See our article, How COVID-19 is Impacting Safety at Work.
Think For Yourself
To develop critical safety thinking, you cannot allow others to think for you. You shouldn’t simply follow what others think to adopt their ideas as your own. You must have your own assessment and evaluation of the issues and the surrounding information.
In this time of crisis, as a safety leader or manager, you need to be conscious that fake news and misinformation abound.
Sift through all the information and perform a risk assessment to determine the safest way forward. Conceive and formulate clear ideas and concepts; for example, craft workable or feasible solutions and adjust the work activities to the “new normal” scheme of things.
See our article, COVID-19: How To Perform a Risk Assessment.
Become a Proactive Thinker
One element of critical safety thinking is to become a proactive thinker. Use your intelligence, knowledge and abilities to deal with the varying daily situations and issues. You need to get your hands dirty and get involved, rather than remaining passive and indifferent.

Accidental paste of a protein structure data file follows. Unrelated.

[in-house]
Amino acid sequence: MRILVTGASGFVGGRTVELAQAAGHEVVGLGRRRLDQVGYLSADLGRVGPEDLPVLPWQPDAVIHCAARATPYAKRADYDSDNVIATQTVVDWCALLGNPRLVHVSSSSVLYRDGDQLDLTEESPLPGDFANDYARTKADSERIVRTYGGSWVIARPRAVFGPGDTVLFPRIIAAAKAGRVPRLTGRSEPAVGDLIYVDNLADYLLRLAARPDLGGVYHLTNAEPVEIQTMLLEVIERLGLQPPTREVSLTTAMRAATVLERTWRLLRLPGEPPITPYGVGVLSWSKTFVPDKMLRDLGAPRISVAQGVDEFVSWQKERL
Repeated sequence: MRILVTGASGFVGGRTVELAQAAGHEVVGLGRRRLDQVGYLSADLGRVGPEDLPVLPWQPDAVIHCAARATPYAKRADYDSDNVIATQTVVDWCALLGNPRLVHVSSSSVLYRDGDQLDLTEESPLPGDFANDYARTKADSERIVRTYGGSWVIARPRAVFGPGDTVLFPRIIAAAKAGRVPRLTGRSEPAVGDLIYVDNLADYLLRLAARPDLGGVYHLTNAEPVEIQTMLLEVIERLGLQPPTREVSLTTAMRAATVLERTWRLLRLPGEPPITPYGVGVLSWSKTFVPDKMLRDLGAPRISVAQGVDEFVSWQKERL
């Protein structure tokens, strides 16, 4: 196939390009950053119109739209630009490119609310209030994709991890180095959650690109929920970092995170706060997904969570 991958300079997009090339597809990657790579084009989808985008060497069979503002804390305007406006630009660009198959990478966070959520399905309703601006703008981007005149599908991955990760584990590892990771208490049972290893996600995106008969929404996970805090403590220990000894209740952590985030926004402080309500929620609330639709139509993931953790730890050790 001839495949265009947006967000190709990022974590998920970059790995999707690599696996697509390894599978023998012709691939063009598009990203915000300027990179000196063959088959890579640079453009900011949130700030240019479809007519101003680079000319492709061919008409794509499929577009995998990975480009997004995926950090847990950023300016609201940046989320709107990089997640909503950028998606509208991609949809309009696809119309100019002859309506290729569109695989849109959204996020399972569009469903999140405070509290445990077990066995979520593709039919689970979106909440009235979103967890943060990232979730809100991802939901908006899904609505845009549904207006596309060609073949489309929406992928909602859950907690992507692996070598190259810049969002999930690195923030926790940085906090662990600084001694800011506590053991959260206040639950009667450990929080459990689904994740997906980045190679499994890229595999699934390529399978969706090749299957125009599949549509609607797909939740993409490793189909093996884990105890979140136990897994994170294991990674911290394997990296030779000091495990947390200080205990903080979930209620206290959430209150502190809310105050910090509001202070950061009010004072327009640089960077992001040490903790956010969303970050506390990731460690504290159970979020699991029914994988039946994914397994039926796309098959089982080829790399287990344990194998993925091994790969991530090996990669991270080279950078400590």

In this time of crisis, you need to take initiative and make decisions on your own rather than waiting to be told of what to do or think. When you receive guidance or directions from the State or Federal Government and Chief Medical Officers, think about how to safely apply the new requirements. For example, when your business is in lock-down or adhering to physical distancing requirements.
See our article, Post COVID-19: Productivity and Prosperity.
Maintain an Open Mind
Our world is constantly and rapidly changing as we learn to live with the pandemic. Having an open-mind fosters a willingness to listen to the ideas and opinions of others. There are good ideas and thoughts we can learn from others, from new sources, from our new experiences, and our encounters with other people.